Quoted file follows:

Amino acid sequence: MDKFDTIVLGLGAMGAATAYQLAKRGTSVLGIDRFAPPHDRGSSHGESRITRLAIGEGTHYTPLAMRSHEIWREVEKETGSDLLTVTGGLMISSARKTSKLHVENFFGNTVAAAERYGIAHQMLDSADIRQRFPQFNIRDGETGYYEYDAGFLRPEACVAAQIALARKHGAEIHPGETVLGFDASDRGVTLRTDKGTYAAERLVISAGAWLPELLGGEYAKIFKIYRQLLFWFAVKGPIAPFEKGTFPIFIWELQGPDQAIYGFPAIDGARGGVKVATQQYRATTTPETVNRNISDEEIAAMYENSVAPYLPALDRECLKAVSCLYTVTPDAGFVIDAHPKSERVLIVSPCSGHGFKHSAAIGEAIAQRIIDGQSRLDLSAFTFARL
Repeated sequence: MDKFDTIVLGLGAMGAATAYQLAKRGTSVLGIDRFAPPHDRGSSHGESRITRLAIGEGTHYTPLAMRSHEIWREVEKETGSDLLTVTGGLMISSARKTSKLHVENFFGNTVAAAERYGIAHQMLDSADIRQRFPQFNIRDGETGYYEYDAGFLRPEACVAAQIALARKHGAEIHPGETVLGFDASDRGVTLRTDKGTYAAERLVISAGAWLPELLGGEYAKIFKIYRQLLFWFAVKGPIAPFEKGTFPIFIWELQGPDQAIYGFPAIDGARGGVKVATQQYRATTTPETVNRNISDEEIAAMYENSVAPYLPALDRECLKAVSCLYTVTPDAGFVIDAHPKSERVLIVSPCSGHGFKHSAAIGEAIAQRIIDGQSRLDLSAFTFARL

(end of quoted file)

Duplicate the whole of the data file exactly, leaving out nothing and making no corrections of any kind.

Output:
Amino acid sequence: MDKFDTIVLGLGAMGAATAYQLAKRGTSVLGIDRFAPPHDRGSSHGESRITRLAIGEGTHYTPLAMRSHEIWREVEKETGSDLLTVTGGLMISSARKTSKLHVENFFGNTVAAAERYGIAHQMLDSADIRQRFPQFNIRDGETGYYEYDAGFLRPEACVAAQIALARKHGAEIHPGETVLGFDASDRGVTLRTDKGTYAAERLVISAGAWLPELLGGEYAKIFKIYRQLLFWFAVKGPIAPFEKGTFPIFIWELQGPDQAIYGFPAIDGARGGVKVATQQYRATTTPETVNRNISDEEIAAMYENSVAPYLPALDRECLKAVSCLYTVTPDAGFVIDAHPKSERVLIVSPCSGHGFKHSAAIGEAIAQRIIDGQSRLDLSAFTFARL
Repeated sequence: MDKFDTIVLGLGAMGAATAYQLAKRGTSVLGIDRFAPPHDRGSSHGESRITRLAIGEGTHYTPLAMRSHEIWREVEKETGSDLLTVTGGLMISSARKTSKLHVENFFGNTVAAAERYGIAHQMLDSADIRQRFPQFNIRDGETGYYEYDAGFLRPEACVAAQIALARKHGAEIHPGETVLGFDASDRGVTLRTDKGTYAAERLVISAGAWLPELLGGEYAKIFKIYRQLLFWFAVKGPIAPFEKGTFPIFIWELQGPDQAIYGFPAIDGARGGVKVATQQYRATTTPETVNRNISDEEIAAMYENSVAPYLPALDRECLKAVSCLYTVTPDAGFVIDAHPKSERVLIVSPCSGHGFKHSAAIGEAIAQRIIDGQSRLDLSAFTFARL